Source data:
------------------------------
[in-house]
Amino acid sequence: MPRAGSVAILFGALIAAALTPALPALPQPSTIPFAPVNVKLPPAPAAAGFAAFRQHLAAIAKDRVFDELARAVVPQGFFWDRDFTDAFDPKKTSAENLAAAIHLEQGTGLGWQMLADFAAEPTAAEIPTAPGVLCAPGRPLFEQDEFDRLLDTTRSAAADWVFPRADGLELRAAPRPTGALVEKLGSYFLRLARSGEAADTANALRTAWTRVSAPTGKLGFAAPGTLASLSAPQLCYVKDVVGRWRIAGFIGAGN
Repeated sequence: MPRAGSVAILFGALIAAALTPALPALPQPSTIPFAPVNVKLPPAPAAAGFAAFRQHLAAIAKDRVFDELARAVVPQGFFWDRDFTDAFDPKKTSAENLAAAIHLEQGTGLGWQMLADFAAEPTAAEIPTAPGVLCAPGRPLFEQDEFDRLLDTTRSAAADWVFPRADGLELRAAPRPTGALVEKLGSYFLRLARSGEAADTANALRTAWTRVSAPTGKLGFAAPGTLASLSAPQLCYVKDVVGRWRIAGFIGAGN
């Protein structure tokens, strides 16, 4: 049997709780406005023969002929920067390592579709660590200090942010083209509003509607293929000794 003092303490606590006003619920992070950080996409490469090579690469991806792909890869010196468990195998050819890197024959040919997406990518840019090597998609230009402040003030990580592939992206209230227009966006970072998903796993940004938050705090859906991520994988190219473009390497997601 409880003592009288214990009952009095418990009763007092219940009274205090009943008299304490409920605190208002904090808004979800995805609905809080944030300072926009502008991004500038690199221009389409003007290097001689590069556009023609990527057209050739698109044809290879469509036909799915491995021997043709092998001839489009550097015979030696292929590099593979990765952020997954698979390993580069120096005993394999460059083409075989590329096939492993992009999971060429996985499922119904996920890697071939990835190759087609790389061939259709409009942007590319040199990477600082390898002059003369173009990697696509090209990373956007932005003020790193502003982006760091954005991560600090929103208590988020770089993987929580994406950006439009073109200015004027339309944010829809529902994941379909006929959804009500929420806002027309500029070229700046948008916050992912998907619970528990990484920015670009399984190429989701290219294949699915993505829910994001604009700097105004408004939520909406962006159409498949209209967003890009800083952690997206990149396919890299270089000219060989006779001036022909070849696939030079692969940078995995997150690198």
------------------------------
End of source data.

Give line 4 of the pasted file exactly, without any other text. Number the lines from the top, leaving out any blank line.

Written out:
């Protein structure tokens, strides 16, 4: 049997709780406005023969002929920067390592579709660590200090942010083209509003509607293929000794 003092303490606590006003619920992070950080996409490469090579690469991806792909890869010196468990195998050819890197024959040919997406990518840019090597998609230009402040003030990580592939992206209230227009966006970072998903796993940004938050705090859906991520994988190219473009390497997601 409880003592009288214990009952009095418990009763007092219940009274205090009943008299304490409920605190208002904090808004979800995805609905809080944030300072926009502008991004500038690199221009389409003007290097001689590069556009023609990527057209050739698109044809290879469509036909799915491995021997043709092998001839489009550097015979030696292929590099593979990765952020997954698979390993580069120096005993394999460059083409075989590329096939492993992009999971060429996985499922119904996920890697071939990835190759087609790389061939259709409009942007590319040199990477600082390898002059003369173009990697696509090209990373956007932005003020790193502003982006760091954005991560600090929103208590988020770089993987929580994406950006439009073109200015004027339309944010829809529902994941379909006929959804009500929420806002027309500029070229700046948008916050992912998907619970528990990484920015670009399984190429989701290219294949699915993505829910994001604009700097105004408004939520909406962006159409498949209209967003890009800083952690997206990149396919890299270089000219060989006779001036022909070849696939030079692969940078995995997150690198």